Last Spring’s Prescription for Sleep: Game Music Lullabies, a collection of low-tempo twists on beloved game melodies, ranked among my top albums of the year. It was a standout album, reverent to the source material yet unafraid to experiment with bold deviations in instrumentation and pacing. GENTLE LOVE duo Norihiko Hibino and AYAKI returns with a 2015 sequel of sorts, under the moniker of “Volume II,” with ten new (but immediately recognizable) tracks led by soothing saxophone and thoughtful piano.
The tracklist is just as varied this time around, with arrangements from RPG favorites like Chrono Trigger to unconventional choices like DuckTales, and plenty in between. Volume II captured my interest right away with its rendition of the Final Fantasy VI town theme “Kids Run Through the City Corner,” a song I’ve been humming to myself with regularity since I, too, was a child clumsily ambling through my own city streets. The soulful saxophone performance is a perfect fit here, following the main melody and alternately breaking to freestyle in all the right places. It’s followed by Final Fantasy IV’s “Troian Beauty,” another tremendously familiar piece that evokes the trickling waters of Troia Castle as bathed in the light of a placid red moon.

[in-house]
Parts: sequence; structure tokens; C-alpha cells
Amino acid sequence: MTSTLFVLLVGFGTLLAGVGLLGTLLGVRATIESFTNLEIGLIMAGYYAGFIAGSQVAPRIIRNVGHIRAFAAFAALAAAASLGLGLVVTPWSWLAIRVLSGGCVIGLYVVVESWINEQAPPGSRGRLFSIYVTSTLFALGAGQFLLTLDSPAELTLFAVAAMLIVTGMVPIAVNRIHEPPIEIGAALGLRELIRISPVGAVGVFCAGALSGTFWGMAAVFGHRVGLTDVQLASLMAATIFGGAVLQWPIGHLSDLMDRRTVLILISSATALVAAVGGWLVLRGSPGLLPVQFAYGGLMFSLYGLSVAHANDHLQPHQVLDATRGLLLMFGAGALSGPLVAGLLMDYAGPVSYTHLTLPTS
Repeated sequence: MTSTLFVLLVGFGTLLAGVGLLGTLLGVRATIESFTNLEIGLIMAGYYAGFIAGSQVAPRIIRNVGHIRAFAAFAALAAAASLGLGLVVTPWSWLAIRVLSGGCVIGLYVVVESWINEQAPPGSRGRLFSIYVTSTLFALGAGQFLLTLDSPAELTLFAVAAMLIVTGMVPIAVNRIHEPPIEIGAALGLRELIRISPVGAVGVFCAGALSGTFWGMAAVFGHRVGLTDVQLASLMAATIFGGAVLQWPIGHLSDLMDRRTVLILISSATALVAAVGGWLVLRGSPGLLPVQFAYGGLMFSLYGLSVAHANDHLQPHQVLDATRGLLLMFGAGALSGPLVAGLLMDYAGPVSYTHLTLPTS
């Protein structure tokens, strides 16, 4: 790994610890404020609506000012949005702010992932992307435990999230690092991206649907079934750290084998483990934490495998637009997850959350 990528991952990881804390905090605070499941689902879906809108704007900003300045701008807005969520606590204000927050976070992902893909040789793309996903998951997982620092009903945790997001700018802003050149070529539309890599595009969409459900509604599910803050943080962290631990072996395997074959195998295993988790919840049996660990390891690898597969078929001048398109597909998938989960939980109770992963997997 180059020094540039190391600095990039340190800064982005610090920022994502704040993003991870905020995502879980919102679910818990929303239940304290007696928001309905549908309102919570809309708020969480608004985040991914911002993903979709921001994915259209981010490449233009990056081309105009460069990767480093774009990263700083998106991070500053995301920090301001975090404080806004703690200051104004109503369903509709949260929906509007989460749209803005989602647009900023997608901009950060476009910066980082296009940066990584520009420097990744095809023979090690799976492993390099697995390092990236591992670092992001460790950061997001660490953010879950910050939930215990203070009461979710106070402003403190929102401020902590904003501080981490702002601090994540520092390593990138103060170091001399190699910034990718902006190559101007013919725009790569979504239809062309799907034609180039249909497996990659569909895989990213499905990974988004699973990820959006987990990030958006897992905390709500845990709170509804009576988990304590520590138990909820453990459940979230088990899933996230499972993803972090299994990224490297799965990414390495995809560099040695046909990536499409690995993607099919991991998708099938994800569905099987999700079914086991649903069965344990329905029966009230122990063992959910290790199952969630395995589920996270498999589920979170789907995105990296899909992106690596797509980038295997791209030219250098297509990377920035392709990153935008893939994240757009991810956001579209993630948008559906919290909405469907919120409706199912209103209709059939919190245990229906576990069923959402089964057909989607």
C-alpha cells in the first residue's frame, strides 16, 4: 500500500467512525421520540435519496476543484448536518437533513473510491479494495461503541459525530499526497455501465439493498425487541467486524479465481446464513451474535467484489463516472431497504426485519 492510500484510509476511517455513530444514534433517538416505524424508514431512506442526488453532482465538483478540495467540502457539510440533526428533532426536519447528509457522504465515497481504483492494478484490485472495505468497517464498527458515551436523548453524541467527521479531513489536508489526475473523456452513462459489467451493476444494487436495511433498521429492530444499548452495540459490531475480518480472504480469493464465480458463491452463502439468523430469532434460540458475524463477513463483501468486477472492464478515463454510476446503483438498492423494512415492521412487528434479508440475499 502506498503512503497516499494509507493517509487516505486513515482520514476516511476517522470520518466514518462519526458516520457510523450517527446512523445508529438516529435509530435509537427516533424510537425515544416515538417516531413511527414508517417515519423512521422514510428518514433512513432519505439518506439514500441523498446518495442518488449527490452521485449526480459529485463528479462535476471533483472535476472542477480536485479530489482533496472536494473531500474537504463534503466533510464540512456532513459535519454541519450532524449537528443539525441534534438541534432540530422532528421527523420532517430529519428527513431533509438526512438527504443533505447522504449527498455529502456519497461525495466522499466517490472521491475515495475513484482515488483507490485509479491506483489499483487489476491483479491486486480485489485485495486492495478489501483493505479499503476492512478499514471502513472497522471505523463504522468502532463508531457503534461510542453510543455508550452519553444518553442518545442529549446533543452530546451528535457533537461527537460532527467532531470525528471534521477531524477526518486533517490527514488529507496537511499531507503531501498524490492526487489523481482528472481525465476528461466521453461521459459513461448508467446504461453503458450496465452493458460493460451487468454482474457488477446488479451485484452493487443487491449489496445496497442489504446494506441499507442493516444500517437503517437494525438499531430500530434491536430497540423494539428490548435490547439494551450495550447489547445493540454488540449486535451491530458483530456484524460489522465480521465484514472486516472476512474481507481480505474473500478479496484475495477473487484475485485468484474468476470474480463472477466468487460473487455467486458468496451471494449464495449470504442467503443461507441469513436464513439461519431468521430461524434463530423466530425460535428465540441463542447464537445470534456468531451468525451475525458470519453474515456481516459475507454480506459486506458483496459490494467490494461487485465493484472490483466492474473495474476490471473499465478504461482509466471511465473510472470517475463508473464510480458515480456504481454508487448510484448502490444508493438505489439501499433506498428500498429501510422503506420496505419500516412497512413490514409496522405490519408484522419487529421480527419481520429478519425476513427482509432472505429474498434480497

The lunar imagery continues with “The Moon” from DuckTales, a piece that trades exuberance for tranquility, its hopeful melody now a suitable accompaniment for stargazing rather than moonwalking. Or is that moon-hopping? Scrooge McDuck knows better than I do. Other standout tracks on the album include “Scattering Blossoms,” a Chrono Trigger piece that didn’t make its first appearance until the game’s inclusion in Final Fantasy Chronicles, and Metal Gear Solid 3 theme song “Snake Eater,” now led by (you guessed it) saxophone instead of husky vocals.
The final track on the album, “Close Up,” is an original composition accompanied by cello. Contemplative and emotionally ambiguous, this piece reminded me of Shadow of the Colossus composer Kō Ōtani’s work on 2002 anime Haibane Renmei. Even when compared to the pleasant nostalgia summoned forth by the other arrangements on this disc, “Close Up” might be the most profoundly affecting track of all.
Ten tracks may not seem like an especially large amount of music, but Volume II packs in plenty of variety, with each piece clocking in between six and eight minutes in length. Pair this one with the equally excellent Volume I for the ultimate relaxation playlist — and should you fall asleep, your dreams will most assuredly be sweet.